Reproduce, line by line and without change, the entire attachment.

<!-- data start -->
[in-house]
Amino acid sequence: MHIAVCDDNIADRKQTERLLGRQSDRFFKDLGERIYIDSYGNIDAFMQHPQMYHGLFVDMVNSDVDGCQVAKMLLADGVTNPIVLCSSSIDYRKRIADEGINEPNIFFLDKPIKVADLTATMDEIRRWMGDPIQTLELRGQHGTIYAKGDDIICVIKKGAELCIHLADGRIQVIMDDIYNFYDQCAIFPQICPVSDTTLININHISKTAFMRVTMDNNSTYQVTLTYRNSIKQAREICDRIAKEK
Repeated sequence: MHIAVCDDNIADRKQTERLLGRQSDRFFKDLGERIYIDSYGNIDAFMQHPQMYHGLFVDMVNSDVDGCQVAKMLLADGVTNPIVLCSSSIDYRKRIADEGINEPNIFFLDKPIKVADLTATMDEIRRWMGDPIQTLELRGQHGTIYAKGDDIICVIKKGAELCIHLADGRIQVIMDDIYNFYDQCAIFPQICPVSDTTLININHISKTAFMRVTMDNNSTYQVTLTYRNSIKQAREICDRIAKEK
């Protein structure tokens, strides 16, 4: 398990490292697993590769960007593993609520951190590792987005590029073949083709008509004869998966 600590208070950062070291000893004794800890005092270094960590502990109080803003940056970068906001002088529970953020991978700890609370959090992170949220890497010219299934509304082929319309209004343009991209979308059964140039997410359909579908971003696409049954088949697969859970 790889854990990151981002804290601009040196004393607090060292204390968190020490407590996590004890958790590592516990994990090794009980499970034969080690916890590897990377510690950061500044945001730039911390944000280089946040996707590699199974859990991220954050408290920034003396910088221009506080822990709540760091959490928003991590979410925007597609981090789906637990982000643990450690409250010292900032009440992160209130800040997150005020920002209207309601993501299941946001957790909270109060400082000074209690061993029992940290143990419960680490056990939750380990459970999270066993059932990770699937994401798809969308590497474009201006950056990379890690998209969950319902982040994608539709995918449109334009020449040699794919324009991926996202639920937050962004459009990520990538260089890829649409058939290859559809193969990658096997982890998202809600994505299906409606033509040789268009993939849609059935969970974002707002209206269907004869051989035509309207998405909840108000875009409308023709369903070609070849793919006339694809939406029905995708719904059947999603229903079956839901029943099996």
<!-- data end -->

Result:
[in-house]
Amino acid sequence: MHIAVCDDNIADRKQTERLLGRQSDRFFKDLGERIYIDSYGNIDAFMQHPQMYHGLFVDMVNSDVDGCQVAKMLLADGVTNPIVLCSSSIDYRKRIADEGINEPNIFFLDKPIKVADLTATMDEIRRWMGDPIQTLELRGQHGTIYAKGDDIICVIKKGAELCIHLADGRIQVIMDDIYNFYDQCAIFPQICPVSDTTLININHISKTAFMRVTMDNNSTYQVTLTYRNSIKQAREICDRIAKEK
Repeated sequence: MHIAVCDDNIADRKQTERLLGRQSDRFFKDLGERIYIDSYGNIDAFMQHPQMYHGLFVDMVNSDVDGCQVAKMLLADGVTNPIVLCSSSIDYRKRIADEGINEPNIFFLDKPIKVADLTATMDEIRRWMGDPIQTLELRGQHGTIYAKGDDIICVIKKGAELCIHLADGRIQVIMDDIYNFYDQCAIFPQICPVSDTTLININHISKTAFMRVTMDNNSTYQVTLTYRNSIKQAREICDRIAKEK
């Protein structure tokens, strides 16, 4: 398990490292697993590769960007593993609520951190590792987005590029073949083709008509004869998966 600590208070950062070291000893004794800890005092270094960590502990109080803003940056970068906001002088529970953020991978700890609370959090992170949220890497010219299934509304082929319309209004343009991209979308059964140039997410359909579908971003696409049954088949697969859970 790889854990990151981002804290601009040196004393607090060292204390968190020490407590996590004890958790590592516990994990090794009980499970034969080690916890590897990377510690950061500044945001730039911390944000280089946040996707590699199974859990991220954050408290920034003396910088221009506080822990709540760091959490928003991590979410925007597609981090789906637990982000643990450690409250010292900032009440992160209130800040997150005020920002209207309601993501299941946001957790909270109060400082000074209690061993029992940290143990419960680490056990939750380990459970999270066993059932990770699937994401798809969308590497474009201006950056990379890690998209969950319902982040994608539709995918449109334009020449040699794919324009991926996202639920937050962004459009990520990538260089890829649409058939290859559809193969990658096997982890998202809600994505299906409606033509040789268009993939849609059935969970974002707002209206269907004869051989035509309207998405909840108000875009409308023709369903070609070849793919006339694809939406029905995708719904059947999603229903079956839901029943099996």